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Afro-Peruvian dance in Richmond: ‘We are making sure the tradition is still alive for future generations.’

on March 8, 2023

On a cloudy Saturday morning, Carmen Román and her husband, Pierr Padilla, filled the basement of the Golden Gate Library in Oakland with a symphony of sounds, using their feet, hands and traditional Afro-Peruvian instruments.

A small group of children shrieked with glee and bumbled around the room, dancing as their parents nodded to the beat being created by Román and Padilla opening and closing the top to their cajitas, a box-shaped Latin percussion instrument, and hitting it with a thin stick. 

The instructors performed a dance called zapateo, meaning stomping, and shared facts about their culture, captivating an intimate audience. 

Román has always been interested in sharing her culture, but it wasn’t until the COVID-19 lockdown that she left her job in accounting and chose to teach dance full-time — partially to spread joy in her community, but mostly to help children in predominantly Black and Latinx schools find their voices through cultural music and dance.

Through an organization called Cunamacué that she founded, Román teaches Afro-Peruvian dance at Montalvin Manor Elementary and Verde Elementary, both in Richmond. Padilla  teaches Afro-Peruvian music at Peres Elementary and Stege Elementary, which also are in Richmond. 

For Hispanic Heritage Month last fall, Román and Padilla taught a series of classes in Oakland public libraries as well. And audiences can see the couple perform at 7:30 p.m. on April 8, as they team up with violinist Kyla Danysh in a show, through Cunamacué, called “Huellas,” at Brava Cabaret in San Francisco. Román is choreographing the performance, which, like much of her work, will pay tribute to the ancestors.

“They have such great energy,” said Mika Permutt, the children’s librarian at Oakland Public Library’s Golden Gate branch, where that Saturday session was held for kids and their parents to celebrate Hispanic Heritage month. “They bring this love and enthusiasm. I always come out feeling more energized.”

Carmen Román and Pierr Padilla teach Afro-Peruvian music and dance through their Cunamué organization. (Bella Arnold)

The name, Cunamacué, is a marriage between African and Peruvian cultures. Cuna is the Spanish word for crib, which Román says symbolizes the future generations, and Macué is a stream in Mozambique, which represents the ancestors.

“To me, dance is a form of expression and a way to transmit and share joy,” Román said. “I hope the kids in my classes feel joy through sharing my passion for dance, and I hope they are able to find a voice.”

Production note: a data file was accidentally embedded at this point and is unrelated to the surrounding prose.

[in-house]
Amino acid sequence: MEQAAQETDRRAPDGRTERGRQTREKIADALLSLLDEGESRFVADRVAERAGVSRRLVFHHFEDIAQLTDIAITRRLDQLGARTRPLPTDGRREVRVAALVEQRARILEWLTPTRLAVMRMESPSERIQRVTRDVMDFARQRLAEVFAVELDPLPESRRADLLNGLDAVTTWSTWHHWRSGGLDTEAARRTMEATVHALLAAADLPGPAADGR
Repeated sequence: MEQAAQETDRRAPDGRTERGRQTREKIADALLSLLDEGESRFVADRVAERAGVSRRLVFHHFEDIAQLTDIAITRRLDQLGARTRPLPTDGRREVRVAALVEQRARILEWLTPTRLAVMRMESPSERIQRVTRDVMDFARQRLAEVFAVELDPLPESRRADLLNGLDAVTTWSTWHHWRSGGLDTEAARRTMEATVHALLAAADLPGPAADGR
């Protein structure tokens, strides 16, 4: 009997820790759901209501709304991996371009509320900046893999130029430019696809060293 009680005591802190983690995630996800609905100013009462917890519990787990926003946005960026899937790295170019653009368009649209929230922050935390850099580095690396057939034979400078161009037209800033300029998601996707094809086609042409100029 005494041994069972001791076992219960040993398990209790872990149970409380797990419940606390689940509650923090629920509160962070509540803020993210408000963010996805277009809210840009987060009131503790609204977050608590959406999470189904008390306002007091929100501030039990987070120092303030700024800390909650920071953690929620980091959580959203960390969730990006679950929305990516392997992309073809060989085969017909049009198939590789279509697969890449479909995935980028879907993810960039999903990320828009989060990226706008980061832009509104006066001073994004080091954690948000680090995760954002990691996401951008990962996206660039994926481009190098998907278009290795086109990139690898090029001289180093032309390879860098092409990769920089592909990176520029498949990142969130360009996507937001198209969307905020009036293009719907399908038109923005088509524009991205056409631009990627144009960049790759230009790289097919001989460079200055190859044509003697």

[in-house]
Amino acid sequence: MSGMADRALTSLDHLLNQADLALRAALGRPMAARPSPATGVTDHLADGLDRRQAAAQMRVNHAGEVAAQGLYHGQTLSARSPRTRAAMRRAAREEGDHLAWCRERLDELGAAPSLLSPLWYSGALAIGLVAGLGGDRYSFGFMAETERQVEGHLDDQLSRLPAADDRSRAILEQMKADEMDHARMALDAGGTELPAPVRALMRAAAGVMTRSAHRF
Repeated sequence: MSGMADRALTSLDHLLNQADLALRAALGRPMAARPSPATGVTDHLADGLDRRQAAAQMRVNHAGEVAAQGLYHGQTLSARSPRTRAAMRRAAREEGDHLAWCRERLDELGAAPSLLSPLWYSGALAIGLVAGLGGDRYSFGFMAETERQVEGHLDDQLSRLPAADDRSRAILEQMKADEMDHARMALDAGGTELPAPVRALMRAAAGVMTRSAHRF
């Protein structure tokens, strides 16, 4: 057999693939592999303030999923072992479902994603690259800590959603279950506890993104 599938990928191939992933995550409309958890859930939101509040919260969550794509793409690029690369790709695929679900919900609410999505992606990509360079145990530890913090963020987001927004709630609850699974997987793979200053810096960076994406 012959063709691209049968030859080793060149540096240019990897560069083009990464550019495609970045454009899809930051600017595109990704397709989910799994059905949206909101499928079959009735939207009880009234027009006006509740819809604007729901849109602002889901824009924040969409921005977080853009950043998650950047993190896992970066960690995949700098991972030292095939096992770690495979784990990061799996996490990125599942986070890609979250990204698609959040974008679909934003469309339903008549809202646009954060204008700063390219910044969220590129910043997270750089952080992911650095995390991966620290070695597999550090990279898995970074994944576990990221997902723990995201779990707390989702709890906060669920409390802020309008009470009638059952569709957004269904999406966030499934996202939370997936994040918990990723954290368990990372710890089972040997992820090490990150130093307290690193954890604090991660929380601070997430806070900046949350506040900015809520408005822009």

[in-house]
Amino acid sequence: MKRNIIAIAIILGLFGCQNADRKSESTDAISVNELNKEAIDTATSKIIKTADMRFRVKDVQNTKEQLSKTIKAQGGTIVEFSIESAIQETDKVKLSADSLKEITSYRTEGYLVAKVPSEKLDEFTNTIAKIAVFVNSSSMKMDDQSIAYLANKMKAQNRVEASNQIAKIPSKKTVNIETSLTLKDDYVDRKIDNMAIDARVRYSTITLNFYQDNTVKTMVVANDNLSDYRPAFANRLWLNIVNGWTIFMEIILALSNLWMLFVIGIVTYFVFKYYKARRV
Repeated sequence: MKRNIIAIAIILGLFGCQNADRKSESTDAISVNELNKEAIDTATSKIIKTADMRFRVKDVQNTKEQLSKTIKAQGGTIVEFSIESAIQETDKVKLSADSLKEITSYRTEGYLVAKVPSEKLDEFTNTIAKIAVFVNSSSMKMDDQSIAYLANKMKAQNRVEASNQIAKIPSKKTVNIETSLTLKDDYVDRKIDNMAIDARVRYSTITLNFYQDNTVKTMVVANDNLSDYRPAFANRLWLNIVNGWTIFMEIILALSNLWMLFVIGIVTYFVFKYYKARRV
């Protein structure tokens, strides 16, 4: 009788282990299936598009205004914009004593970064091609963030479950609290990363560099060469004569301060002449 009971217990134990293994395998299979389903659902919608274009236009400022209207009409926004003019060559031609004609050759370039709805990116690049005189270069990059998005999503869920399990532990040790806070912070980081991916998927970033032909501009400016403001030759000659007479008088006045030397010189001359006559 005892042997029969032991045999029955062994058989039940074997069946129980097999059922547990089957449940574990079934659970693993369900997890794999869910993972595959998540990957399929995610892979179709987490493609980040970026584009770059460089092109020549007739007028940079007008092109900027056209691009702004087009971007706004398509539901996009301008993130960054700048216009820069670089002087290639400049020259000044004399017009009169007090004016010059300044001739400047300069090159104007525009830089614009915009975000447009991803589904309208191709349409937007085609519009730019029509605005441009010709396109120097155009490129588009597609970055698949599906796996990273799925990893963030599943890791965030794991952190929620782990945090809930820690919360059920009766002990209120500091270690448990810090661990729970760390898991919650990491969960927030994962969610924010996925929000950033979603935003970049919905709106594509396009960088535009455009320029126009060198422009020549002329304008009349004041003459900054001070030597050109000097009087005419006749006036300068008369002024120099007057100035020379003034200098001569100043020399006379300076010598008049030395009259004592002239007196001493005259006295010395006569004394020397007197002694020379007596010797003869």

Zapateo is prevalent in the Afro-Peruvian dance, whose origins date to the colonial era when Africans were enslaved in Peru. When performing zapateo for their audience, Román and Padilla alternate between rhythmically dancing on the balls of their feet and stomping their feet to make bigger sounds. They also break up the foot sounds with clapping and percussion, using their bodies and hands. 

Performing such a dance, even in a classroom setting, helps students connect to their own cultures, Román said. 

Donny Ceaser, an associate professor of sociology at California State University, East Bay, says cultural-based learning teaches children to celebrate other cultures and encourages social and emotional learning.

“To touch things, hit things with their body — that’s a great way to learn. I like the blending of music with cultural tradition,” Ceaser said. “You can start to learn and understand what culture is and how you connect to other people. You get to learn history when you learn culture, even if it’s not your particular culture, it’s history.” 

Ceaser interned at Oakland Academy of Knowledge, a predominantly Black and Latinx school, where African drums were integrated into morning ceremonies. Ceaser said that though the practice was not culturally relevant to all students, it was a great way to get energy out, and practice dexterity and social communication skills. Most importantly was the connection to students’ own identities, he said. 

“When you’re dealing with a kid who doesn’t come from your own culture, your own ethnic background, it can become very easy to invalidate and disconnect,” Caesar said. “For all of us as educators, that number one thing is connecting on that emotional level. A school should be a place where children, all children, should be seen, heard and validated.”

For future generations

The East Bay’s rich diversity is important to Román, who emigrated from Peru to California a week before her 12th birthday. In 2006, she settled in Oakland. She and Padilla’s decision to raise their two young children in the Bay Area and spread Afro-Peruvian culture was deliberate.   

They wanted their kids to be around other people of color, experience different cultures and see people who looked like them reflected in many careers. Román said she wants to be that representation for other people of color in her community. Dance is her way of doing that.

“At first, it was about making community and staying connected to my roots,” Román said. “Then it moved on to wanting to make a difference in the world and do something bigger.”

Her passion for teaching is largely fueled by a desire to make a difference, but her passion for choreography is more spiritual. 

“What we’re drawing from is trauma as well. It’s like a source,” she added. “There’s a message there and we’re leaving the message. The people that are performing now — we are in the present. We are making sure the tradition is still alive for future generations.”

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